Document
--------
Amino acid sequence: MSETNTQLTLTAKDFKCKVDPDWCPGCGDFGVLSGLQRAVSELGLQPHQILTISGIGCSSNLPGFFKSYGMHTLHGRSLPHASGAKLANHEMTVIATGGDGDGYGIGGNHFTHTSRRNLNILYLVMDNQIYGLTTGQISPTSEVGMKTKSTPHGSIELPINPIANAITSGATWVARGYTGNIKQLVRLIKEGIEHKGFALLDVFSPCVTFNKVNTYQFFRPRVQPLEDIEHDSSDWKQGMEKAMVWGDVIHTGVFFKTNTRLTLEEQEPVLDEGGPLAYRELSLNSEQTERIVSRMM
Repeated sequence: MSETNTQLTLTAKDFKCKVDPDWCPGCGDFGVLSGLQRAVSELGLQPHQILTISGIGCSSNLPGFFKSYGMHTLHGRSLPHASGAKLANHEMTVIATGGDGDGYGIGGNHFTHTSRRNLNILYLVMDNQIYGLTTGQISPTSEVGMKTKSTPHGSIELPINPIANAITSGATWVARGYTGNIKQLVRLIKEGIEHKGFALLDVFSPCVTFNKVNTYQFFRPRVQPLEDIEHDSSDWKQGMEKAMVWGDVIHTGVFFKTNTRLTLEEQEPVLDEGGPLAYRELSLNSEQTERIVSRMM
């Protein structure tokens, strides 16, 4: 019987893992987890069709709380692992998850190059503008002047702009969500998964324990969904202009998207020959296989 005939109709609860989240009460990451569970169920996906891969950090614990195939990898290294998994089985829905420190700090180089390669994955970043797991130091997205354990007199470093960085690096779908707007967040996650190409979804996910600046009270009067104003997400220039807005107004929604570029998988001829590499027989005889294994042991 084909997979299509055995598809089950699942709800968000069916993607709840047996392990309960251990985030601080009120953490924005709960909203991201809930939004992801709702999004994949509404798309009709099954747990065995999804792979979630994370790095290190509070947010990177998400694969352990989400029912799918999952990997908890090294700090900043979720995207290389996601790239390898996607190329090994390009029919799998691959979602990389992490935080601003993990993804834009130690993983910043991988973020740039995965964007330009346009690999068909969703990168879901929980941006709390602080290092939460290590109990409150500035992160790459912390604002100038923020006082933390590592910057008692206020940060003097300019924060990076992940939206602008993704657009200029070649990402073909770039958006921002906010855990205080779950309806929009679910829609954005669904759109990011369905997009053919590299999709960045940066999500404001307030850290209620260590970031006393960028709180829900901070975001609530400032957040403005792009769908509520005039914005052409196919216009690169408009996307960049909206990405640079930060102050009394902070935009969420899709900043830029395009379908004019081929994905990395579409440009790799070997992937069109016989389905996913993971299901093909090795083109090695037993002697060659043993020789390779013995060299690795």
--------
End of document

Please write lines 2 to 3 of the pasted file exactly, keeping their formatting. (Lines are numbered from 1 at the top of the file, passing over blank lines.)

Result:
Repeated sequence: MSETNTQLTLTAKDFKCKVDPDWCPGCGDFGVLSGLQRAVSELGLQPHQILTISGIGCSSNLPGFFKSYGMHTLHGRSLPHASGAKLANHEMTVIATGGDGDGYGIGGNHFTHTSRRNLNILYLVMDNQIYGLTTGQISPTSEVGMKTKSTPHGSIELPINPIANAITSGATWVARGYTGNIKQLVRLIKEGIEHKGFALLDVFSPCVTFNKVNTYQFFRPRVQPLEDIEHDSSDWKQGMEKAMVWGDVIHTGVFFKTNTRLTLEEQEPVLDEGGPLAYRELSLNSEQTERIVSRMM
């Protein structure tokens, strides 16, 4: 019987893992987890069709709380692992998850190059503008002047702009969500998964324990969904202009998207020959296989 005939109709609860989240009460990451569970169920996906891969950090614990195939990898290294998994089985829905420190700090180089390669994955970043797991130091997205354990007199470093960085690096779908707007967040996650190409979804996910600046009270009067104003997400220039807005107004929604570029998988001829590499027989005889294994042991 084909997979299509055995598809089950699942709800968000069916993607709840047996392990309960251990985030601080009120953490924005709960909203991201809930939004992801709702999004994949509404798309009709099954747990065995999804792979979630994370790095290190509070947010990177998400694969352990989400029912799918999952990997908890090294700090900043979720995207290389996601790239390898996607190329090994390009029919799998691959979602990389992490935080601003993990993804834009130690993983910043991988973020740039995965964007330009346009690999068909969703990168879901929980941006709390602080290092939460290590109990409150500035992160790459912390604002100038923020006082933390590592910057008692206020940060003097300019924060990076992940939206602008993704657009200029070649990402073909770039958006921002906010855990205080779950309806929009679910829609954005669904759109990011369905997009053919590299999709960045940066999500404001307030850290209620260590970031006393960028709180829900901070975001609530400032957040403005792009769908509520005039914005052409196919216009690169408009996307960049909206990405640079930060102050009394902070935009969420899709900043830029395009379908004019081929994905990395579409440009790799070997992937069109016989389905996913993971299901093909090795083109090695037993002697060659043993020789390779013995060299690795």